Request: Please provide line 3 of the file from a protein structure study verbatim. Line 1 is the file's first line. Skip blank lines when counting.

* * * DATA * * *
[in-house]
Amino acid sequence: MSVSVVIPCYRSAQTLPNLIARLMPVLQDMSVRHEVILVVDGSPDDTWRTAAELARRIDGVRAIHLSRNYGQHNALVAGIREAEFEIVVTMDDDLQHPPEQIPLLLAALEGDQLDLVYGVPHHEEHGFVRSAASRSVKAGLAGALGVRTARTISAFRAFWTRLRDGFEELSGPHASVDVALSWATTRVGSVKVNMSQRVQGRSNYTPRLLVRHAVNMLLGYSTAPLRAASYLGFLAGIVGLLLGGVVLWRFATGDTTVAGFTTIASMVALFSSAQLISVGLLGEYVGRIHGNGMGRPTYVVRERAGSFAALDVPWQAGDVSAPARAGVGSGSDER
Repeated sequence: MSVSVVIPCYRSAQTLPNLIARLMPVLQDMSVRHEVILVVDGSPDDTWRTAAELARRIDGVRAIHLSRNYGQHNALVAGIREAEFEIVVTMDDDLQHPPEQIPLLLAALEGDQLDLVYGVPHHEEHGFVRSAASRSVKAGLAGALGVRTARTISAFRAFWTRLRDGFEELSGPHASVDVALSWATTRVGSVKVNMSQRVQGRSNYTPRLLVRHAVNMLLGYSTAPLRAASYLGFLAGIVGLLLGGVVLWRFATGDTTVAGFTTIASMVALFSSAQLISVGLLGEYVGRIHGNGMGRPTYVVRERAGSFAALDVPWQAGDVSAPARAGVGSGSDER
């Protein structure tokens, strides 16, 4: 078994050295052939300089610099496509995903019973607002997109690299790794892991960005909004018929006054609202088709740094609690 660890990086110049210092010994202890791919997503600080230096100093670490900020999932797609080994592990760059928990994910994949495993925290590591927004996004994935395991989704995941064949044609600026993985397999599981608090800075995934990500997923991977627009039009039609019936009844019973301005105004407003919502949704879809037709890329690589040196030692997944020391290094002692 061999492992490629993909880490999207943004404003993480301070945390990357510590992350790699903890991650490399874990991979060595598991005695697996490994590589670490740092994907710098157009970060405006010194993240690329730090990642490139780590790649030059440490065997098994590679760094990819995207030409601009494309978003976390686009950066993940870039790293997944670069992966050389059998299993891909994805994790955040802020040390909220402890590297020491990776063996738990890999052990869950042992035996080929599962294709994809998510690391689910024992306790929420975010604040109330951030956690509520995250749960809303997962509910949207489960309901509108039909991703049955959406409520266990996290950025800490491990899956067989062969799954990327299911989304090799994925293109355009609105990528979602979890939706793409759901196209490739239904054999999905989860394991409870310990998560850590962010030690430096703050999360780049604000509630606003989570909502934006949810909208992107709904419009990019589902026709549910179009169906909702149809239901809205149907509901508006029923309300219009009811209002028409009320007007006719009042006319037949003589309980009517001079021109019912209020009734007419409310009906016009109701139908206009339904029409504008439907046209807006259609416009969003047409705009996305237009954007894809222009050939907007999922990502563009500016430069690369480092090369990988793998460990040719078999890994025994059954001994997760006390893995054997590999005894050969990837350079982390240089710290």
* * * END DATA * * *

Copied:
Repeated sequence: MSVSVVIPCYRSAQTLPNLIARLMPVLQDMSVRHEVILVVDGSPDDTWRTAAELARRIDGVRAIHLSRNYGQHNALVAGIREAEFEIVVTMDDDLQHPPEQIPLLLAALEGDQLDLVYGVPHHEEHGFVRSAASRSVKAGLAGALGVRTARTISAFRAFWTRLRDGFEELSGPHASVDVALSWATTRVGSVKVNMSQRVQGRSNYTPRLLVRHAVNMLLGYSTAPLRAASYLGFLAGIVGLLLGGVVLWRFATGDTTVAGFTTIASMVALFSSAQLISVGLLGEYVGRIHGNGMGRPTYVVRERAGSFAALDVPWQAGDVSAPARAGVGSGSDER